You might also consider installing a trellis to increase the height of the fence, and then growing an evergreen vine such as Clematis armandii, evergreen hydrangea (Hydrangea seemanii), or star jasmine (Trachelospermum jasminoides).

This link is also helpful (scroll down to "Evergreen Vines" and look for appropriate height and light requirements).

You could grow bamboo, but I would recommend growing it in a container, or a series of containers, as you do not want the roots to spread. I have seen an effective bamboo screen between two houses growing in a long rectangular lined wooden trough (lined with bamboo barrier). Some species of bamboo are more tolerant of partial shade than others. Look for a clumping, rather than a running, bamboo (like Fargesia) to be on the safe side.

Growing Bamboo in Georgia

Running and Clumping Bamboos

Bamboos for hedges or tall privacy screens

Season All Season
Date 2008-01-03
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Keywords: Veronicastrum, Thalictrum, Actaea, Filipendula, Baptisia, Eupatorium, Berberis, Euonymus, Digitalis, Taxus baccata, Thuja, Verbascum, Helenium, Anemone, Ilex, Buxus

PAL Question:

I am redoing the narrow planting areas (2-3' wide) on either side of our 20' long entry. Garages from next door townhouses butt up against the outer edge on each side, causing morning sun and afternoon shade on one side, and vice versa on the other side. I have picked out some euphorbias, heucheras, and carexes which should do well. I'm wondering if I should have some taller, more dramatic plants to offset these and if you have any suggestions of ones which might work. Also, any bulb ideas would be appreciated.

View Answer:

Have you considered putting up trellises on one or both sides? Then you could grow vines which require little width, but still have the advantage of height. You could also grow taller plants (maybe some grasses like Miscanthus or even a well-restricted--using root barrier--Bamboo) in containers, and keep them shaped to suit the narrow space. Some shrubs and trees are naturally narrow or fastigiate in growth habit.

Here is a list of narrow plants compiled by local garden designer Chris Pfeiffer,c2005. Some will be too wide for your planting area, but you might want to research those that fit the site.

American arborvitae 'Rheingold' (Thuja occidentalis 'Rheingold') 5'h x 3' w

Barberry 'Helmond Pillar' (Berberis thunbergii f. atropurpurea 'Helmond Pillar') 6'h x 2'w

Boxwood 'Graham Blandy' (Buxus sempervirens 'Graham Blandy') 8'h x 1-1/2'w

English yew 'Standishii' (Taxus baccata 'Standishii') 4'h x 1-1/2'w

Irish yew (Taxus baccata 'Fastigiata') 20'h x 4'w

Japanese holly Jersey pinnacle (Ilex crenata 'Jersey Pinnacle') 6'h x 4'w

Japanese holly Mariesii (Ilex crenata 'Mariesii) 3'h x 1-1/2'w

Dwarf yeddo rhaphiolepis (Rhaphiolepis umbellata 'Gulf Green') 3-4'h x 2'w

Heavenly bamboo 'Gulf Stream' (Nandina domestica 'Gulf Stream') 4'h x 2'w

Japanese euonymus 'Green Spire' (Euonymus japonicus 'Green Spire') 15'h x 6'w

There are also a good number of tall perennials you might try, such as (for your afternoon sunny side) Helenium, Verbascum, Baptisia, Eupatorium, and bulbous plants like Allium and Eremurus, and for your shadier morning sun side, Macleaya, Digitalis, Filipendula ulmaria, Anemone hybrida, Actaea (formerly called Cimicifuga), Lilium martagon, Thalictrum, and Veronicastrum.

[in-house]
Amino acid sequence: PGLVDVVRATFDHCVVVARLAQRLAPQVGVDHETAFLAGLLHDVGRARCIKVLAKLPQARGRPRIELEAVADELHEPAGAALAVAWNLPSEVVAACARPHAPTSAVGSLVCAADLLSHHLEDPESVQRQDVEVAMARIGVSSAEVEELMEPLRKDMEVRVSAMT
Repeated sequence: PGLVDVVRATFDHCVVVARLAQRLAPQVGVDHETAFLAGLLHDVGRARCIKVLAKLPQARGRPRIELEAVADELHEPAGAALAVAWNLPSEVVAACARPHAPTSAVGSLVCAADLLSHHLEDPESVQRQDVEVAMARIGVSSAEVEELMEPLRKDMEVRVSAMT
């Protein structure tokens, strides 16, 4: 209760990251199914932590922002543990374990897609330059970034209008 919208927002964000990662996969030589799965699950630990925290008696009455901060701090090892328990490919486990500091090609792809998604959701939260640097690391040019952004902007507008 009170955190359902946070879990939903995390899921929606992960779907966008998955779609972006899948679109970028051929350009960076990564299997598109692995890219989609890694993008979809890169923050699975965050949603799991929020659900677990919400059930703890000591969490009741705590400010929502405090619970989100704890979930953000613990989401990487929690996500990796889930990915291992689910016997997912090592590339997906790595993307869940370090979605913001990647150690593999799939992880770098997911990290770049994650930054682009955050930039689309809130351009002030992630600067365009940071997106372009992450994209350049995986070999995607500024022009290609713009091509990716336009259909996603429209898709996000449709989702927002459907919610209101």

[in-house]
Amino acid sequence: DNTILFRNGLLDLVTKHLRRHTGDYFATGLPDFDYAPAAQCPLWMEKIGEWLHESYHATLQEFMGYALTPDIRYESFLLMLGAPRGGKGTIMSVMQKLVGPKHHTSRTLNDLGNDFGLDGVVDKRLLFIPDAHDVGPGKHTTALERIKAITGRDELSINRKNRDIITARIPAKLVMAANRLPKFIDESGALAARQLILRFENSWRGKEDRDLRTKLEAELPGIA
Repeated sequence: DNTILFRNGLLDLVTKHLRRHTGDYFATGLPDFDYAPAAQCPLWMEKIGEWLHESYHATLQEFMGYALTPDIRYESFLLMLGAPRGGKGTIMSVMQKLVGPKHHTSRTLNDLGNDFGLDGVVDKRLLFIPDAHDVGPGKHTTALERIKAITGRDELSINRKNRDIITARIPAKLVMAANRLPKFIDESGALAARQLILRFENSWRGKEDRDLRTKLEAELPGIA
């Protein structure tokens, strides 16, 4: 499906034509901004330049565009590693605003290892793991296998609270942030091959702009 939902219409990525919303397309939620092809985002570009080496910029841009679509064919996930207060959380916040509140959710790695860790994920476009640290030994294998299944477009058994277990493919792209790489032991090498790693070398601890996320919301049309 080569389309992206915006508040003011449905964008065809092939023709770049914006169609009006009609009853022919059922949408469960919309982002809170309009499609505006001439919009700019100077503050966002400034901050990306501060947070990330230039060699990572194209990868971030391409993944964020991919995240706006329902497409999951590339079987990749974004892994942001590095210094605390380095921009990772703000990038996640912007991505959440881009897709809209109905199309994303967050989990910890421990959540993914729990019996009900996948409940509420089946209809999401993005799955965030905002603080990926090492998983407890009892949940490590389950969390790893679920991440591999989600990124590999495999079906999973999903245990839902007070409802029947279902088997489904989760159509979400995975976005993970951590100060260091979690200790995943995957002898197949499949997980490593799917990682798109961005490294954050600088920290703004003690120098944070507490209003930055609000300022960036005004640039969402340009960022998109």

There are many excellent gardening books you could consult for ideas. Since you have a small, narrow space, I highly recommend local garden writer Marty Wingate's book, Big Ideas for Northwest Small Gardens (Sasquatch Books, 2003). You are welcome to visit the Miller Library, where you can do further research and also borrow books.

Season All Season
Date 2007-10-03
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Keywords: Thuja occidentalis, Plant longevity, Thuja

PAL Question:

What is the typical life of an arborvitae tree?

View Answer:

Arborvitae is the common name of Thuja, usually Thuja occidentalis. As with human beings, lifespan can only be an estimate, due to various circumstances which affect health and longevity. Urban growing conditions differ from those experienced by plants growing in the wild, for example. An article in The International Journal of Plant Sciences, Vol. 153, No. 1 (March 1992) by P. E. Kelly, et al. suggests that T. occidentalis growing on cliffs of the Niagara Escarpment in Ontario, Canada could be over 1,000 years old.

The record for this tree in the Urban Forest Ecosystems Institute database, SelecTree, indicates that its lifespan ranges from 40 to 150 years. Columnar arborvitae, Thuja occidentalis 'fastigiata,' is listed as having a lifespan of 50 to 150 years.

The Lady Bird Johnson Wildflower Center provides more information on Thuja occidentalis, too. Here is an excerpt:

"In a crowded environment, this tree is slender and not well-branched. In the open, it improves in form and density. The evergreen can be single- or multi-trunked and columnar or conical in shape. Eastern arborvitae can grow 40-60 ft. tall, but under cultivation will probably be no taller than 30 ft. Branches end in flat, spreading, horizontal sprays of fragrant, dark-green foliage which turns yellow-green or slight brown in winter. Resinous and aromatic evergreen tree with angled, buttressed, often branched trunk and a narrow, conical crown of short, spreading branches.

Probably the first North American tree introduced into Europe, it was discovered by French explorers and grown in Paris about 1536. The year before, tea prepared from the foliage and bark, now known to be high in vitamin C, saved the crew of Jacques Cartier from scurvy. It was named arborvitae , Latin for tree-of-life, in 1558. The trees grow slowly and reach an age of 400 years or more."

An article from the May 2002 issue of the Journal of Arboriculture lists Thuja occidentalis as a long-lived tree with a medium growth rate. They define "long" as over 200 years. However, most arborvitae one sees in urban landscapes would be unlikely to survive that long, due to many variables (poor planting methods, overcrowding, pollution, exposure to lawn chemicals, etc.).

Season All Season
Date 2008-05-07
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June 24 2013 12:55:25